When it comes to celebrating Kingsday on 27th April one of the biggest traditions is to wear orange. But why is orange so strongly associated with Kingsday and with the Netherlands in general? After all, the national flag is red, white and blue. In its most basic form, the answer is simple; orange is the colour of the Dutch royal family, whose ancestors were part of the House of Orange.
House of Orange-Nassau
The House of Orange-Nassau was founded back in 1544 by William I of Orange, also known as William the Silent and also Father of the Fatherland. William was part of the European House of Nassau and organised a revolt of the Dutch people against Spanish rule that led to the Eighty Years War and ultimately to Dutch independence.
After independence, the House of Orange-Nassau played an important part as councillors and generals in the new Dutch republic as well as marrying into many of the important royal families from around Europe. The monarchy as it is found today began in 1815.
The illustrious history of the House of Orange-Nassau and its links around the world have come to be symbolised by the wearing of the colour orange at special events. It has also come to be associate with national pride and the country itself.
This sense of pride in the royal family was engendered with the creation of Kingsday, or Queen’s Day as it was originally. The holiday was the suggestion of a leading newspaper editor in the 1880s, at the time when the king, William III, was not well liked by the people. The idea was not to celebrate the birthday of the king but of that of his young daughter, Wilhelmina. It was viewed as an opportunity to bring the people together for a patriotic celebration and reconcile the differences that were present around the country.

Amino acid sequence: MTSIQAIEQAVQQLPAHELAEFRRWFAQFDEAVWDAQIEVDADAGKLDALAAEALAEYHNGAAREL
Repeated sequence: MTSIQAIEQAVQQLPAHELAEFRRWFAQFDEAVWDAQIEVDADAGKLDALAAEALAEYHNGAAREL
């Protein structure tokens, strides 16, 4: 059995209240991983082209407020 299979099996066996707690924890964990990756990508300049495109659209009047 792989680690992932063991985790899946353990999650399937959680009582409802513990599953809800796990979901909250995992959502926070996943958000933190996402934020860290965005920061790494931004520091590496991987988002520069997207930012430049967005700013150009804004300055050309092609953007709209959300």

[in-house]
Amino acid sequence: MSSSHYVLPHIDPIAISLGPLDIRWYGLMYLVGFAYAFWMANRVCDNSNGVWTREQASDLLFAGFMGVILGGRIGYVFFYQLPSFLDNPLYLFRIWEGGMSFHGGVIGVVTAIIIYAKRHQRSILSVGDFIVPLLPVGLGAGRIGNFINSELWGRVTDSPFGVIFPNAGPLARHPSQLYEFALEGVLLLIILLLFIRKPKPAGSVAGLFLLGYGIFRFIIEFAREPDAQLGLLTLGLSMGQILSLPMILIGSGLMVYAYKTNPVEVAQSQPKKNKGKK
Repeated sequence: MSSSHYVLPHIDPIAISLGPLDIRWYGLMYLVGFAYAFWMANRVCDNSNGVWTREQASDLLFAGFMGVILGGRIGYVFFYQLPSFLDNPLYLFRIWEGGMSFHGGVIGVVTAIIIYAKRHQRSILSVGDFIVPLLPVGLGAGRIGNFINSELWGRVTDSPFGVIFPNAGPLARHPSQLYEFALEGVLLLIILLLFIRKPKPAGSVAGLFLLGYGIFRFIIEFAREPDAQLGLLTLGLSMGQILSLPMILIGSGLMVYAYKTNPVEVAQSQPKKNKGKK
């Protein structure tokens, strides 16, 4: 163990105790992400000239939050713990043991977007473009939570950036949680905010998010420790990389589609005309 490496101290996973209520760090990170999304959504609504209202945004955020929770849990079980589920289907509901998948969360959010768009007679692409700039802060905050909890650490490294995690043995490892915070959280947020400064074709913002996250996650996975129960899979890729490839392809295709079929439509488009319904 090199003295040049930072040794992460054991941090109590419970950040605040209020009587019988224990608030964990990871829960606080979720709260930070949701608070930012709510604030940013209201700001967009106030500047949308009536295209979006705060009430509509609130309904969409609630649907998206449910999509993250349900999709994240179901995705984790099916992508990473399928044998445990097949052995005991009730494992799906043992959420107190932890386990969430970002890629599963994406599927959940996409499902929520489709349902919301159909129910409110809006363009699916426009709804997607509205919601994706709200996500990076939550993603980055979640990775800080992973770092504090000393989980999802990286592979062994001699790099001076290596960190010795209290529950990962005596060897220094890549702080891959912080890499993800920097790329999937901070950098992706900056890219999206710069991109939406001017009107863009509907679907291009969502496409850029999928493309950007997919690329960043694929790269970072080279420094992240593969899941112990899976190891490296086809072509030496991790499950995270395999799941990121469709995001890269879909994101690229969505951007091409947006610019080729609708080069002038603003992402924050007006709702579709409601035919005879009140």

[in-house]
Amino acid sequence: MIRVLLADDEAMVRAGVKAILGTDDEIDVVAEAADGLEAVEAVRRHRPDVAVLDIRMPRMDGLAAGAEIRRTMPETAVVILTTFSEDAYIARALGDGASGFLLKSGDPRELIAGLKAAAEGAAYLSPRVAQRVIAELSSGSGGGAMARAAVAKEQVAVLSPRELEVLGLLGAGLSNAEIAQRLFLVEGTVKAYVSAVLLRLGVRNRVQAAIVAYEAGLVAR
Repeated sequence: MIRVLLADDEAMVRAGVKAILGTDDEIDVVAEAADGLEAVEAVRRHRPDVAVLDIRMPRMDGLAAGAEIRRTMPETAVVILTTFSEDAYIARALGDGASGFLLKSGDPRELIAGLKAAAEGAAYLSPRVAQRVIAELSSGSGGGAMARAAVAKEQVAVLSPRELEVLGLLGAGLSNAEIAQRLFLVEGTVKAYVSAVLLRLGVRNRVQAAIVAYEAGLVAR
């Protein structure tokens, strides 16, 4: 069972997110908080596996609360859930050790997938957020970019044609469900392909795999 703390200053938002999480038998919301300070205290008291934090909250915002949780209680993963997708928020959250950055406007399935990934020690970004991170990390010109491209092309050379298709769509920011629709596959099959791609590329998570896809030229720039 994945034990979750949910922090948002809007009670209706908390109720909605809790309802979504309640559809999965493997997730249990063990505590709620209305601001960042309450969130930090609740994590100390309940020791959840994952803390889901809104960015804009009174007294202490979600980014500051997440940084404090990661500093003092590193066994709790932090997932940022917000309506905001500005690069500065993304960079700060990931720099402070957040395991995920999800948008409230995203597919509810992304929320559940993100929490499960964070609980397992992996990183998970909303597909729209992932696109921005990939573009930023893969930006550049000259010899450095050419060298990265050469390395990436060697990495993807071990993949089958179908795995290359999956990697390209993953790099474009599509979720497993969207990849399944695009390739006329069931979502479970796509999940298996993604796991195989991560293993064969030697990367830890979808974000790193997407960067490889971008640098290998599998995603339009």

Why wear orange? Orange craze
The wearing of orange for Kingsday has spread to other parts of Dutch life where it has become known as Orangegekte, or Orange craze. Association with major football events is one area where the wearing of orange has become normal with everything from t-shirts, scarfs, caps and scarfs being worn in shades of bright orange.
This proliferation of orange has been cultivated by the Orange Associations. These are local level organisations, sometimes just working in a neighbourhood that work to encourage that sense of togetherness behind the creation of Kingsday. They are supported financially by the government and organise many of the events for holidays, especially for Kingsday. They have also been responsible in the past for the festivities connected with the wedding of Juliana, the crown princess at the time, in 1937.
The first time the football version of the orange craze was seen was in the 1934 World Cup when supporters travelled to Italy in their thousands and appeared on the streets of Rome wearing the orange of the House of Orange-Nassau. However, it was the 1974 World Cup where the phenomenon really gained international recognition and is now an expected part of Dutch attendance at a major competition.